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Research Papers

A Probabilistic Approach to Investigate the Size and Boundary Condition Effects on the Fracture Response of Brittle Materials Loaded in Diametral Compression

[+] Author and Article Information
Mahdi Saadati

Atlas Copco,
Örebro SE-70225, Sweden;
Department of Solid Mechanics,
KTH Royal Institute of Technology,
Stockholm SE-10044, Sweden
e-mail: msaadati@kth.se

Kenneth Weddfelt

Atlas Copco,
Sweden SE-70225, Örebro
e-mail: kenneth.weddfelt@se.atlascopco.com

Per-Lennart Larsson

Department of Solid Mechanics,
KTH Royal Institute of Technology,
Stockholm SE-10044, Sweden
e-mail: plla@kth.se

1Corresponding author.

Contributed by the Materials Division of ASME for publication in the JOURNAL OF ENGINEERING MATERIALS AND TECHNOLOGY. Manuscript received May 12, 2017; final manuscript received December 15, 2017; published online March 14, 2018. Assoc. Editor: Vadim V. Silberschmidt.

J. Eng. Mater. Technol 140(3), 031004 (Mar 14, 2018) (13 pages) Paper No: MATS-17-1136; doi: 10.1115/1.4039290 History: Received May 12, 2017; Revised December 15, 2017

The focus in this work is toward an investigation of the fracture response of brittle materials with different specimen size loaded in diametral compression using different boundary conditions. The compacted zone underneath the loading points is assumed to be limited and only responsible for the load transition to the rest of the material. Therefore, the theory of elasticity is used to define the stress state within a circular specimen. A tensile failure criterion is used, and the final load capacity is related to the formation of a subsurface crack initiated in a probabilistic manner in a region in the vicinity of the loaded diameter of the specimen. This process is described by Weibull theory, and it is assumed here that the growth of the subsurface crack occurs in an unstable manner. Therefore, the assumption in Weibull theory that the final failure occurs as soon as a macroscopic fracture initiates from a microcrack is fulfilled. The concept of disk effective volume used in Weibull size effect is presented in a convenient way that facilitates the application of the model to transfer the tensile strength obtained from different methods such as three point bending and Brazilian test. The experimental results for Brazilian test on a selected hard rock are taken from the literature and a fairly close agreement is obtained with the model predictions.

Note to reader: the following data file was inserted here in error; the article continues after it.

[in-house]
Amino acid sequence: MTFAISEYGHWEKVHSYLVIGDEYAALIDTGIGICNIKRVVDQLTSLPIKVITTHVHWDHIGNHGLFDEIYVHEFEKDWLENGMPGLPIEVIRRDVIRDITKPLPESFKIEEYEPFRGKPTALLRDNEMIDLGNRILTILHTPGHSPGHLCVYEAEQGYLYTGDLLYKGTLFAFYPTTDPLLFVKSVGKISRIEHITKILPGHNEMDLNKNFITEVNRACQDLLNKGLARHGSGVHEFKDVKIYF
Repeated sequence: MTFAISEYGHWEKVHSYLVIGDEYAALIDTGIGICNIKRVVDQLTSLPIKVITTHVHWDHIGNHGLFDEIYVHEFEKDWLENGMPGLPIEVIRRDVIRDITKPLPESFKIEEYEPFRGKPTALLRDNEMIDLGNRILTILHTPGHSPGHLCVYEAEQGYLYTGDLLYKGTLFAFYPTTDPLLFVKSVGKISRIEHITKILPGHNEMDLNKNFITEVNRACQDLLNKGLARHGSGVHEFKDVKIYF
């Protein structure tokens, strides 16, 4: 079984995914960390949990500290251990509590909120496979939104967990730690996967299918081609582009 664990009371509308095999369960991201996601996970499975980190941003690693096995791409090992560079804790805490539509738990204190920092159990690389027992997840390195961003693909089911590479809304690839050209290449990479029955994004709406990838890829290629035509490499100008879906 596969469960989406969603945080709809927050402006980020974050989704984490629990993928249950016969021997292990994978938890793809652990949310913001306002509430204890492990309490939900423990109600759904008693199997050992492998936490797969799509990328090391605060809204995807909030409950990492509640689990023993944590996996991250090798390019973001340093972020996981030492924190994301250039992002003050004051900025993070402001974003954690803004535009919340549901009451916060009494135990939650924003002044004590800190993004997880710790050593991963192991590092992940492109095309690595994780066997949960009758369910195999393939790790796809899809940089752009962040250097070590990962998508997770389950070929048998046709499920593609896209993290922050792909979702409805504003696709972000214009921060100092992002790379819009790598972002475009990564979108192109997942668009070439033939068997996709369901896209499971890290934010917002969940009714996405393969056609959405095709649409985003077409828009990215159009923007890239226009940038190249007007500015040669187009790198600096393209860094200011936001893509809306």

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References

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Fairhurst, C. , 1964, “ On the Validity of the ‘Brazilian’ Test for Brittle Materials,” Int. J. Rock Mech. Min. Sci. Geomech. Abstr., 1(4), pp. 535–546. [CrossRef]
Jaeger, J. C. , 1967, “ Failure of Rocks Under Tensile Conditions,” Int. J. Rock Mech. Min. Sci. Geomech. Abstr., 4(2), pp. 219–227. [CrossRef]
Mellor, M. , and Hawkes, I. , 1971, “ Measurement of Tensile Strength by Diametral Compression of Discs and Annuli,” Eng. Geol., 5(3), pp. 173–225. [CrossRef]
Hudson, J. A. , Brown, E. T. , and Rummel, F. , 1972, “ The Controlled Failure of Rock Discs and Rings Loaded in Diametral Compression,” Int. J. Rock Mech. Min. Sci. Geomech. Abstr., 9(2), pp. 241–244. [CrossRef]
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Vardar, Ö. , and Finnie, I. , 1975, “ An Analysis of the Brazilian Disk Fracture Test Using the Weibull Probabilistic Treatment of Brittle Strength,” Int. J. Fract., 11(3), pp. 495–508. https://link.springer.com/article/10.1007/BF00033536
Saadati, M. , 2015, “On the Mechanical Behavior of Granite: Constitutive Modeling and Application to Percussive Drilling,” Ph.D. thesis, KTH Royal Institute of Technology, Stockholm, Sweden. http://www.diva-portal.org/smash/record.jsf?pid=diva2%3A787683&dswid=-117
Saadati, M. , Forquin, P. , Weddfelt, K. , Larsson, P. L. , and Hild, F. , 2018, “ On the Mechanical Behavior of Granite Material With Particular Emphasis on the Influence From Pre-Existing Cracks and Defects,” J. Test. Eval., 46(1), pp. 33–45.
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Figures